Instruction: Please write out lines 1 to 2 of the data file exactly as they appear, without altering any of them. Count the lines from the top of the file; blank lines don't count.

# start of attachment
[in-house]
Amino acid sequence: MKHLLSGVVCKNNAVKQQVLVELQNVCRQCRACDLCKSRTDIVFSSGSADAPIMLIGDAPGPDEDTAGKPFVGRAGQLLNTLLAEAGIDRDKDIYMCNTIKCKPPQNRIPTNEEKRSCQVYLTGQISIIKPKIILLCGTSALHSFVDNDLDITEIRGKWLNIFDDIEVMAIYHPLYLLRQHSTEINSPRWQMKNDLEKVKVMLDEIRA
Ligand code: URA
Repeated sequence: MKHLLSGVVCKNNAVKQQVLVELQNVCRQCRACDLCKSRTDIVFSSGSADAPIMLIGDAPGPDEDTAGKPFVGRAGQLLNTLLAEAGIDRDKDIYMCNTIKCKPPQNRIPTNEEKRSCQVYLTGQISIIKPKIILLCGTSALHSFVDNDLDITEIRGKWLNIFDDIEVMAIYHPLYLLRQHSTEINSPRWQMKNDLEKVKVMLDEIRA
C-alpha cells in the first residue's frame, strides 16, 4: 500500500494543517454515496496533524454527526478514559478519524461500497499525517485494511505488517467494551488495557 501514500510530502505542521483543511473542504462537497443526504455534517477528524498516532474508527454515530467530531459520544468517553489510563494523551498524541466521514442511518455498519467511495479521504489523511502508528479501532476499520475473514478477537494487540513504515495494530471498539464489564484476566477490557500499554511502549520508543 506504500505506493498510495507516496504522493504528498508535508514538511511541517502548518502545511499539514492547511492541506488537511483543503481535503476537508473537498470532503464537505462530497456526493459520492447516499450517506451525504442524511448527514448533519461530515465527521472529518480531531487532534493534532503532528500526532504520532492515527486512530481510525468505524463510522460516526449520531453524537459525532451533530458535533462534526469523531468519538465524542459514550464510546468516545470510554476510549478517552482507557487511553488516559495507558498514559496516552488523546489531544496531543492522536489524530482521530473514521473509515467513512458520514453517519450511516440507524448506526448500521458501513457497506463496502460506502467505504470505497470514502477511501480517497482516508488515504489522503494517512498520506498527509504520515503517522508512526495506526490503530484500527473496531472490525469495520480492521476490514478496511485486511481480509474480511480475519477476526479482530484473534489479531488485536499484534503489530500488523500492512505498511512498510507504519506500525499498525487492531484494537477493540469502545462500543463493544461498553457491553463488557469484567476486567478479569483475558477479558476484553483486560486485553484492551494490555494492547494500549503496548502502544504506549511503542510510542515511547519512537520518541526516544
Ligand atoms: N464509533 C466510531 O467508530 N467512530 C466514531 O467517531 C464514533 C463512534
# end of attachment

[in-house]
Amino acid sequence: MKHLLSGVVCKNNAVKQQVLVELQNVCRQCRACDLCKSRTDIVFSSGSADAPIMLIGDAPGPDEDTAGKPFVGRAGQLLNTLLAEAGIDRDKDIYMCNTIKCKPPQNRIPTNEEKRSCQVYLTGQISIIKPKIILLCGTSALHSFVDNDLDITEIRGKWLNIFDDIEVMAIYHPLYLLRQHSTEINSPRWQMKNDLEKVKVMLDEIRA